If you can’t get a foot in the door, try another door. 

8. What advice would you give to someone considering studying Arts at UNSW? 

  • I don’t know if she’s still lecturing at UNSW, but if she is, get into a course with Emily Booker. 
  • Parking officers are not a myth created by big-government to scare people into obedience, they are in fact real, and expect you to pay your fines promptly. 
  • Make the most of being in a university that values general education and global impact. I went in thinking I would invest a year and come out with a qualification that would get me a job. What I found was a place where I was able to dive into the topics that mattered to me and came out assured in the skills I’d been able to develop.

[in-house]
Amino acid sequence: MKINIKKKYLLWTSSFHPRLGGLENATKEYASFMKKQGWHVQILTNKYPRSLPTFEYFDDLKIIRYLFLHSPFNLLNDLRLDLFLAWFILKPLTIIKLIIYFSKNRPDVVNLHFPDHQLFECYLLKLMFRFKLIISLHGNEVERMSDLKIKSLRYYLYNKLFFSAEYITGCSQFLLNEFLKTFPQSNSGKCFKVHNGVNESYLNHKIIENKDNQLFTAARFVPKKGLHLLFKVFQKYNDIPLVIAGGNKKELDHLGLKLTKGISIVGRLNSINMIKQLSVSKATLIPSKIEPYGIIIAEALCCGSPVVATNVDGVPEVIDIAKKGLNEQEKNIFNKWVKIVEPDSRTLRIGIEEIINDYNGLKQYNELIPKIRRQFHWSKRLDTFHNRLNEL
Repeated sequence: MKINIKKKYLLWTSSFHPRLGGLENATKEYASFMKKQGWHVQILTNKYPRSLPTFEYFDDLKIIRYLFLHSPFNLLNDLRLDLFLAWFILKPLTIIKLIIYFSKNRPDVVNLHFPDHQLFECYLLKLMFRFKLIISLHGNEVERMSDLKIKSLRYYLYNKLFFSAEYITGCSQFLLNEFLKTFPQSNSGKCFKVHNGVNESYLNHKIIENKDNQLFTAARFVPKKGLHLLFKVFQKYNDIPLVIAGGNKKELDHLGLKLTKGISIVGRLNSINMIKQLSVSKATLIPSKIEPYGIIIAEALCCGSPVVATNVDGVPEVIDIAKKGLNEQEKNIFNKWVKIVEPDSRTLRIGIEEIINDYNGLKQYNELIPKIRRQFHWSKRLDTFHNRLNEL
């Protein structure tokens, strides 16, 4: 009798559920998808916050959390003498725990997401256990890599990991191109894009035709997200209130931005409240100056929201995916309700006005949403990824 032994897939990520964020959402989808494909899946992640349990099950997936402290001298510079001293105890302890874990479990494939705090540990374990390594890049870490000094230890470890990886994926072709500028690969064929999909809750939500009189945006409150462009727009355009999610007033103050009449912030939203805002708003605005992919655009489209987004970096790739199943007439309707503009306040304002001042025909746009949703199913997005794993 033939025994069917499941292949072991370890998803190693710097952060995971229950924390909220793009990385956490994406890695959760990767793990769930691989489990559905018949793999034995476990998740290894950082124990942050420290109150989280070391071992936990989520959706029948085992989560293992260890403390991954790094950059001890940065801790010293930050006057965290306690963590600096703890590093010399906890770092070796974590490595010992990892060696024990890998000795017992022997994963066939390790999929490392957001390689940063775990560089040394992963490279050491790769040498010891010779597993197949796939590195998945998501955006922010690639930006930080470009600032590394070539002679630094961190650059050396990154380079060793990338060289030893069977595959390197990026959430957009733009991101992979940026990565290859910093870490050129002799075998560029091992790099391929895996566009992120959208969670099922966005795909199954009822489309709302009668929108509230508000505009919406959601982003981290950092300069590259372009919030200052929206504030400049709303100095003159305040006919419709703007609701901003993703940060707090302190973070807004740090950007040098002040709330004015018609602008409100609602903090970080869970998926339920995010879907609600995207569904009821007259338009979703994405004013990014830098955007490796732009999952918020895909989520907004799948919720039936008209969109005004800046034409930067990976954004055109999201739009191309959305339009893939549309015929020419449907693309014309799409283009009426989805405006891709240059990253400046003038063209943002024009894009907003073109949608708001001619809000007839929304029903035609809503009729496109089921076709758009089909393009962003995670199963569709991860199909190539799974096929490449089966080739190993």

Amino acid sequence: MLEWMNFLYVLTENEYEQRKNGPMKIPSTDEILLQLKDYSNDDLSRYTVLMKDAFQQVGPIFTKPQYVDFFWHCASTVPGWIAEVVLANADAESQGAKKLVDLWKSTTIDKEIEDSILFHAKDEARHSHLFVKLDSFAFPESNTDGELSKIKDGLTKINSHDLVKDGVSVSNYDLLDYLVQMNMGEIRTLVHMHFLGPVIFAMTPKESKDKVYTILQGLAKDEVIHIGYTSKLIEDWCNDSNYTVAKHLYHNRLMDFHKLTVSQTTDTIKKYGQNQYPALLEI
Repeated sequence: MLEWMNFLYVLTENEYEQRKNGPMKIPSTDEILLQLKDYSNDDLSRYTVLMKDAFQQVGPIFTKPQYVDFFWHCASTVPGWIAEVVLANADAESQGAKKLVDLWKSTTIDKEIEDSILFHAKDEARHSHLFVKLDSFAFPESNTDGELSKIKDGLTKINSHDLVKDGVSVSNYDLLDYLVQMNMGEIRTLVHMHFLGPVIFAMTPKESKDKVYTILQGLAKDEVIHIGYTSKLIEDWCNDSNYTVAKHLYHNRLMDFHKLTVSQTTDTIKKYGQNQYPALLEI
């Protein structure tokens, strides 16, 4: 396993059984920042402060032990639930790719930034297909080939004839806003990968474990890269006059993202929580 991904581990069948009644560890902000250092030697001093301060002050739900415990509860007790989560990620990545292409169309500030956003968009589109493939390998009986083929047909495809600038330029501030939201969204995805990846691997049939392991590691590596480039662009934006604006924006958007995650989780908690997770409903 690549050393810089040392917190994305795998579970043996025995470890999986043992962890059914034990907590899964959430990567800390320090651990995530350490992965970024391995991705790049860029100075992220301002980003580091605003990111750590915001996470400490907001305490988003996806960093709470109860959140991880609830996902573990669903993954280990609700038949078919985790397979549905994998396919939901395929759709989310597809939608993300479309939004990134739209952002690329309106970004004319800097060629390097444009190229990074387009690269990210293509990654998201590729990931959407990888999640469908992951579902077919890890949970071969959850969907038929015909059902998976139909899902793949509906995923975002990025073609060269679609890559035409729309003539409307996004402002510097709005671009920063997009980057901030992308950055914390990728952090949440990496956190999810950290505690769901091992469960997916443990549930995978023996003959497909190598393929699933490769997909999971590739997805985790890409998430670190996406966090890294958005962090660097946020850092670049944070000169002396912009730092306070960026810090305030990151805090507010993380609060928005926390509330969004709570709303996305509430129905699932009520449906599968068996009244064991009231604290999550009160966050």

9. What is your most memorable experience from your time at UNSW? 

I had a few side jobs while at uni. One of those was at the wonderful Taronga Zoo as a teacher and host. I did a night shift at the Zoo’s Roar and Snore, and came straight to uni the next morning - but I forgot my change of clothes. 

I spent the whole day at uni dressed in branded khaki from head to toe, being stared at like the kid who wears his uniform to school on mufti day. Never. Again. 

10. Why do you Love What You Do? 

Right now I’ve got the chance to work alongside the social justice advocate, Tim Costello. He’s someone whose ability to communicate has not only had a profound impact on my life but on millions around the world - it means I’m constantly learning, which I love. 

It’s all of the things I enjoy; varied, fast-paced, and geared toward social impact, which means that whether I’m writing speeches or strategy documents, guiding campaigns or organising media, I’m fortunate enough to be able to tie the work I love to an organisation that is shaping the world for the better.